Small-cap stocks – big problems, or big opportunities?

Which view is an investor to follow?

I’ve sifted through many recent publications to analyze the debate, and to see if I can come up with some useful conclusions and recommendations.

Three observations, in particular, stood out as worth keeping in mind.

1. Small caps benefit from localization

There’s no doubt that small-cap companies are, by definition, more local. Smaller companies generate a higher percentage of their revenue in their home country, whereas larger companies generate a higher percentage of their revenue internationally.

During a recessionary environment that entails a weaker domestic currency, small-cap stocks are likely to face particular challenges. They cannot escape the weak economic environment of their home country, and the weaker currency makes their imported materials more expensive – both creating pressure on the companies’ profit margin.

Large companies, on the other hand, can compensate more easily. A weaker currency in their home market makes their exports to international markets cheaper and more competitive. When they bring foreign profits back to their country, they benefit from the exchange rate.

This should be a strong argument in favor of large caps, but we may still see some small caps perform unusually well over the coming years. There is one extraordinary factor that did not apply during previous downturns, and which will make the coming years an exceptional period in at least some aspects.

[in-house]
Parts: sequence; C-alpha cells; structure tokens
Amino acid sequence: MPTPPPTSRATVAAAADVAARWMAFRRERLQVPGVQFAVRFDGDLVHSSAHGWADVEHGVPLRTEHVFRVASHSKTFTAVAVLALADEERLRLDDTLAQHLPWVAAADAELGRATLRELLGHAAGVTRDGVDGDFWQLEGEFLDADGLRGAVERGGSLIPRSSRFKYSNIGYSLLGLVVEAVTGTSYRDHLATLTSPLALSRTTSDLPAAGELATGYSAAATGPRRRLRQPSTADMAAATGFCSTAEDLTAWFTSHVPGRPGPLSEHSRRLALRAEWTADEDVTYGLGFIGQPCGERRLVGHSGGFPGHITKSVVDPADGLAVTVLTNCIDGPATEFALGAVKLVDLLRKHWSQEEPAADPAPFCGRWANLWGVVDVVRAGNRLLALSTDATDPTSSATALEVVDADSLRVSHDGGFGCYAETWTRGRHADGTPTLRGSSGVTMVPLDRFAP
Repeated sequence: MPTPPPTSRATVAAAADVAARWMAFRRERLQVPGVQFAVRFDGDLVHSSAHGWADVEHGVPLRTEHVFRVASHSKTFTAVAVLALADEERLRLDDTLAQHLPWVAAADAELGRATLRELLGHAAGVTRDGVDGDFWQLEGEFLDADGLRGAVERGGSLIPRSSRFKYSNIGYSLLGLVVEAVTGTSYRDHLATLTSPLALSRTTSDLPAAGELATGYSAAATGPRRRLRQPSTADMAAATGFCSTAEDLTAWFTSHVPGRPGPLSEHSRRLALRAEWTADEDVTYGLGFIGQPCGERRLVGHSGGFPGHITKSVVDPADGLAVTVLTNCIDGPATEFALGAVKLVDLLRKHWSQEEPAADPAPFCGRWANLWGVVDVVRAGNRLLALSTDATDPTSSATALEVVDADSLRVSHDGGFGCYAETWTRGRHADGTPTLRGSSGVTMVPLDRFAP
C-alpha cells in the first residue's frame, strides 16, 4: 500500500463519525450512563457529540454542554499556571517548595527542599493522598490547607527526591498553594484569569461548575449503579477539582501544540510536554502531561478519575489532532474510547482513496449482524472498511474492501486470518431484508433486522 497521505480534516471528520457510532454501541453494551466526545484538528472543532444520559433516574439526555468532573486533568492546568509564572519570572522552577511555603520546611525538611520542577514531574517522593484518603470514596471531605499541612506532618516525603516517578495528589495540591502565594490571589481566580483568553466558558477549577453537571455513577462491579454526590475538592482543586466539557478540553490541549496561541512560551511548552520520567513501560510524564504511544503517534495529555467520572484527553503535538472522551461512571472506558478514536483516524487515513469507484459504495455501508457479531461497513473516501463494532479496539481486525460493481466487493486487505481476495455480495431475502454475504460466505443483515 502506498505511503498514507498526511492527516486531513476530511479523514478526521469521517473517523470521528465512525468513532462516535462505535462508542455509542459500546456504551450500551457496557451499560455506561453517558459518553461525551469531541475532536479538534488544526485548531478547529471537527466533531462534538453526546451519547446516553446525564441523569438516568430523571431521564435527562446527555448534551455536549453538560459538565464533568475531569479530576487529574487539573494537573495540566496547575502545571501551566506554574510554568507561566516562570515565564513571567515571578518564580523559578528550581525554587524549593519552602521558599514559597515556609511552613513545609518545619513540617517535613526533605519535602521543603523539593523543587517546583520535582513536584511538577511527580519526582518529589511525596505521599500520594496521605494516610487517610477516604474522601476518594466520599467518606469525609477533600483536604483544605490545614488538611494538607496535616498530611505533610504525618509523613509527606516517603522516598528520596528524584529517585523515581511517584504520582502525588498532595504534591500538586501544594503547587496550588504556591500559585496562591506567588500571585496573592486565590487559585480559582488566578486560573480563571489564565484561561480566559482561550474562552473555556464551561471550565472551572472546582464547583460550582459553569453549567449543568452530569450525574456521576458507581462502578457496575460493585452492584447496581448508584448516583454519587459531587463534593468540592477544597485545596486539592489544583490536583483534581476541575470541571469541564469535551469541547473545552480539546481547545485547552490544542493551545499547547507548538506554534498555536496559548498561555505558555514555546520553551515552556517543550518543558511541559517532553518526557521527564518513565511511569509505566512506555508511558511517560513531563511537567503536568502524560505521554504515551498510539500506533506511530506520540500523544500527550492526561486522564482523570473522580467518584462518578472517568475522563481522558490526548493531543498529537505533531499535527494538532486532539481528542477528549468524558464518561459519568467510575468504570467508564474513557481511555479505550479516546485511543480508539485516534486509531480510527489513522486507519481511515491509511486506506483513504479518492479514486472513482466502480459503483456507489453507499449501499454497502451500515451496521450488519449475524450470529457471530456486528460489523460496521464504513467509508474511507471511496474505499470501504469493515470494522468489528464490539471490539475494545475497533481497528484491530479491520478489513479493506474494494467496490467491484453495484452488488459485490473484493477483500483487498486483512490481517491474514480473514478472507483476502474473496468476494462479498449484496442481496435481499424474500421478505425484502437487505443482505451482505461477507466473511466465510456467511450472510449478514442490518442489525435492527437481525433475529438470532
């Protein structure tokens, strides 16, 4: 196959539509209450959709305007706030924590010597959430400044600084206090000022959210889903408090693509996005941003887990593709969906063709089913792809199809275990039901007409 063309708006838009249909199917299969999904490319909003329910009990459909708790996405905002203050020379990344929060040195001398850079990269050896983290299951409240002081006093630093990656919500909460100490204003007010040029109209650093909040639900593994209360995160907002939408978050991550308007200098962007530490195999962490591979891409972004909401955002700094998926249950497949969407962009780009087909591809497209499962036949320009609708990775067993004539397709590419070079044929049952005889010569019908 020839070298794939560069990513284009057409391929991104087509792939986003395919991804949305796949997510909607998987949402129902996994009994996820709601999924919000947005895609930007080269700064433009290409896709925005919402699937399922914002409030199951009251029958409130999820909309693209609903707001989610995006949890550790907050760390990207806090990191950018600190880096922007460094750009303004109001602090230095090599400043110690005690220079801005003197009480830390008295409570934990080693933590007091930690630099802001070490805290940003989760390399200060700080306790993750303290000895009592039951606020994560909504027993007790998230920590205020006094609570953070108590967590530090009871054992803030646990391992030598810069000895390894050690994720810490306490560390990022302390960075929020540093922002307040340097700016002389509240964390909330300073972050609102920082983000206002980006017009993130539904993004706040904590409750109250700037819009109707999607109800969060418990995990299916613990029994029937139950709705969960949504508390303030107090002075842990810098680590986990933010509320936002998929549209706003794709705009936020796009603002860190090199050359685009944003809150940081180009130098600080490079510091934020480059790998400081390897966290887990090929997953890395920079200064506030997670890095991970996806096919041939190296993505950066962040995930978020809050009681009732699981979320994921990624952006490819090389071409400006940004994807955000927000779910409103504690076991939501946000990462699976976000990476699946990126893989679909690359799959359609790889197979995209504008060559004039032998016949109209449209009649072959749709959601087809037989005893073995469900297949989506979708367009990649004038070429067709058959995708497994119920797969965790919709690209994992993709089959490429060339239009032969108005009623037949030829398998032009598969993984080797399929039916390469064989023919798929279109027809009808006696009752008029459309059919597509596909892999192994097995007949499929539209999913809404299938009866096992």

Given geopolitical developments in the world, we are going to see a strong trend to bring manufacturing closer to home. Countries such as China are likely to lose business to countries with a (perceived) lower political risk. Smaller, more local companies will be seen as being less exposed to risky regions, and they could pick up additional business.

Countries such as Poland or Mexico could be potential winners of this trend. Poland, for example, is cheap, has a highly educated workforce, and benefits from the millions of additional workers that came to its shores through the wave of Ukrainian refugees. Its stock market is one of the cheapest in the world, and there are countless smaller Polish firms that could benefit from new business coming their way.

Localization should be a huge trend during years to come, and at least some smaller companies could benefit greatly.

Because of factors such as these, one must not lump all small caps together.

2. Lack of liquidity can make for extraordinary opportunities

One of the biggest disadvantages of small caps is their lack of trading liquidity. There is a strong argument that when markets recover, the largest pools of capital will deploy capital into liquid names, first and foremost.

However, this argument also has a flipside.

The lack of liquidity in small-cap stocks works in your favor when taking advantage of the occasional extreme dislocations that happen in these markets.

True, large-cap stocks can get “cheap”. However, you’ll hardly ever find a large-cap stock that is “screamingly cheap”.